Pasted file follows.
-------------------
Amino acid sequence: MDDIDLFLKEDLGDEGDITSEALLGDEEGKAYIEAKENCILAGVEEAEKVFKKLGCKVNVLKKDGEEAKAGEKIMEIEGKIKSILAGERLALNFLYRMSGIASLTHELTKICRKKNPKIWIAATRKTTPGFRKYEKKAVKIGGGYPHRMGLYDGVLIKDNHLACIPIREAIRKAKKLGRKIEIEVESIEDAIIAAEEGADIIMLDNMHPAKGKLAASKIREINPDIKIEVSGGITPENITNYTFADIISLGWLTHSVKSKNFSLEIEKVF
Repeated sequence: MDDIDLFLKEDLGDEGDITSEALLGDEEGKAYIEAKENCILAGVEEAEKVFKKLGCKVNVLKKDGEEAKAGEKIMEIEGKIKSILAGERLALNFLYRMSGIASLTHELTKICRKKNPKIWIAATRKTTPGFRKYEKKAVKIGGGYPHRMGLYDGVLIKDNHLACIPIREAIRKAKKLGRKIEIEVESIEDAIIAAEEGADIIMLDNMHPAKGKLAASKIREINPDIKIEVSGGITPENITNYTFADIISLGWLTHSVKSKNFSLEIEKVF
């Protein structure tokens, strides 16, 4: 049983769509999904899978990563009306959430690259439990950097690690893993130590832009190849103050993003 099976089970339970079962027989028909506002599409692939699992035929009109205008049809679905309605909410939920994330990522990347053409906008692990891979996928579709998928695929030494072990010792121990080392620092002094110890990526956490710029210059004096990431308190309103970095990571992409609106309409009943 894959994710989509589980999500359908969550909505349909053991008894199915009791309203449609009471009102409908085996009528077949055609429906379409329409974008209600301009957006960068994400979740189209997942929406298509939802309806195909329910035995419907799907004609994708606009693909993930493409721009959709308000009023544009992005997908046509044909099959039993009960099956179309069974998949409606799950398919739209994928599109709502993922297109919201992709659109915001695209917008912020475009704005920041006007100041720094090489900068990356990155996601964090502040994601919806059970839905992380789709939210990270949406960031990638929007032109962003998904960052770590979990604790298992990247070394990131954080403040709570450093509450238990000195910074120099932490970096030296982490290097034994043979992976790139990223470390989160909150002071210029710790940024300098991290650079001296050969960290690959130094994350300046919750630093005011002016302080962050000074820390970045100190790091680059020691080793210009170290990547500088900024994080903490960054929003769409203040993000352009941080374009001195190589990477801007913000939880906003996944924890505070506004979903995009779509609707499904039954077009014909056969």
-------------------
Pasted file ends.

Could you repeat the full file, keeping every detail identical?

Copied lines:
Amino acid sequence: MDDIDLFLKEDLGDEGDITSEALLGDEEGKAYIEAKENCILAGVEEAEKVFKKLGCKVNVLKKDGEEAKAGEKIMEIEGKIKSILAGERLALNFLYRMSGIASLTHELTKICRKKNPKIWIAATRKTTPGFRKYEKKAVKIGGGYPHRMGLYDGVLIKDNHLACIPIREAIRKAKKLGRKIEIEVESIEDAIIAAEEGADIIMLDNMHPAKGKLAASKIREINPDIKIEVSGGITPENITNYTFADIISLGWLTHSVKSKNFSLEIEKVF
Repeated sequence: MDDIDLFLKEDLGDEGDITSEALLGDEEGKAYIEAKENCILAGVEEAEKVFKKLGCKVNVLKKDGEEAKAGEKIMEIEGKIKSILAGERLALNFLYRMSGIASLTHELTKICRKKNPKIWIAATRKTTPGFRKYEKKAVKIGGGYPHRMGLYDGVLIKDNHLACIPIREAIRKAKKLGRKIEIEVESIEDAIIAAEEGADIIMLDNMHPAKGKLAASKIREINPDIKIEVSGGITPENITNYTFADIISLGWLTHSVKSKNFSLEIEKVF
């Protein structure tokens, strides 16, 4: 049983769509999904899978990563009306959430690259439990950097690690893993130590832009190849103050993003 099976089970339970079962027989028909506002599409692939699992035929009109205008049809679905309605909410939920994330990522990347053409906008692990891979996928579709998928695929030494072990010792121990080392620092002094110890990526956490710029210059004096990431308190309103970095990571992409609106309409009943 894959994710989509589980999500359908969550909505349909053991008894199915009791309203449609009471009102409908085996009528077949055609429906379409329409974008209600301009957006960068994400979740189209997942929406298509939802309806195909329910035995419907799907004609994708606009693909993930493409721009959709308000009023544009992005997908046509044909099959039993009960099956179309069974998949409606799950398919739209994928599109709502993922297109919201992709659109915001695209917008912020475009704005920041006007100041720094090489900068990356990155996601964090502040994601919806059970839905992380789709939210990270949406960031990638929007032109962003998904960052770590979990604790298992990247070394990131954080403040709570450093509450238990000195910074120099932490970096030296982490290097034994043979992976790139990223470390989160909150002071210029710790940024300098991290650079001296050969960290690959130094994350300046919750630093005011002016302080962050000074820390970045100190790091680059020691080793210009170290990547500088900024994080903490960054929003769409203040993000352009941080374009001195190589990477801007913000939880906003996944924890505070506004979903995009779509609707499904039954077009014909056969």